By Mihail Vladimirov.
In what proved to be the craziest game of the season up to now, Norwich’s selection contributed with high level of peculiarity.
Neil made four changes from the team that started their last game against Bournemouth, which looked nothing major, especially ast two of the players who started here were regulars (Dorrans and Redmond). Naismith starting this game also wasn’t a surprise given he’s already well accustomed to the demands of the league following his period at Everton. It was only the inclusion of new right-back Pinto that raised eyebrows, more so given Neil’s pre-game comments that he wouldn’t rush to play his overseas signings so soon after joining the club.
However, the thing that did seem peculiar was Neil opting for a line-up that had eight attacking players in a top-heavy 4-4-2 formation.
For Liverpool, Klopp largely kept faith with the same personnel, making only one enforced change, as Lallana wasn’t fit enough to start the game (and after the game verified the medics even gambled to allow him being on the bench). Ibe took his position in the same striker-less 4-1-2-3 formation as in the previous game against Man Utd.
Norwich’s overly attacking XI
As soon as the starting XIs were announced it was clear Norwich were going with a surprisingly attacking line up in what looked to be a lopsided 4-4-2 formation. Bar the centre-backs, there wasn’t a natural defensive-minded player in that XI, as there were two attack-minded full-backs (who often have been deployed as wingers in their previous clubs, and in Brady’s case at Norwich as well), two typical box-to-box midfielders as the midfield pair, a natural #10 on the left, a wide forward on the right flank and two centre-forwards up front (although in Naismith, the team had a forward who is accustomed to playing in a variety of positions).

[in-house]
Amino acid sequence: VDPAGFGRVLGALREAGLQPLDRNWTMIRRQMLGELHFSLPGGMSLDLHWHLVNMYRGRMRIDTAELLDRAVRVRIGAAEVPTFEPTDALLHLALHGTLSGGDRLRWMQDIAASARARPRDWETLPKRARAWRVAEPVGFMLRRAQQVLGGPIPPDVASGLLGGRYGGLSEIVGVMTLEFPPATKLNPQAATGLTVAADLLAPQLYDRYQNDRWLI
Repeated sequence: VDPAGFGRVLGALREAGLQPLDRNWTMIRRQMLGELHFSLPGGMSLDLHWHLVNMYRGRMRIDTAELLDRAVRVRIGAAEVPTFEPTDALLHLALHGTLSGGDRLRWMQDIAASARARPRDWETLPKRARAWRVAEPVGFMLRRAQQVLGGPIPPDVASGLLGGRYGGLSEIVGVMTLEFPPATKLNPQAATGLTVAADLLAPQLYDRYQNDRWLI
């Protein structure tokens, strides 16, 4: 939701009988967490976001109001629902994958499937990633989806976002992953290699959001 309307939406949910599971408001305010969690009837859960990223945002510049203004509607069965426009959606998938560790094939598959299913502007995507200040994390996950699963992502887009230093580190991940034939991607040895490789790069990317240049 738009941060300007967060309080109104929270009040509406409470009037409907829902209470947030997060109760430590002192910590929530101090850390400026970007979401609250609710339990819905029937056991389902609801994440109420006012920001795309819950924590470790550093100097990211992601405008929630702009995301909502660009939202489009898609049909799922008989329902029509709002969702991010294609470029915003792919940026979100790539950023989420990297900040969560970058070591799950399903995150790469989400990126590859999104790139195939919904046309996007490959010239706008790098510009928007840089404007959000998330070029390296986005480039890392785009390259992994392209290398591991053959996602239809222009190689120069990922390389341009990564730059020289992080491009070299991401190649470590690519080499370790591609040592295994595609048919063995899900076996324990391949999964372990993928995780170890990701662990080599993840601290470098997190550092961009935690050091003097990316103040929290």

The selection strongly hinted at Neil counting on the attacking prowess of his side to make up for the defensive vulnerability. It seemed the plan was to simply attack with plenty of bodies going forward and hope the players would compensate for lack of natural defensive nous by simply looking to work hard and as a unit when out of possession. This was underlined by the fact that Norwich started with a high defensive line (Liverpool lacking the pace or the type of player to threaten in behind was surely a factor), but instead of pressing hard from the front they preferred to generally stand off Liverpool’s back four and pack the centre with the front pair dropping deep and the wide men tucking inside to create a tight and narrow 4-4-2-0/4-6-0 defensive shape.
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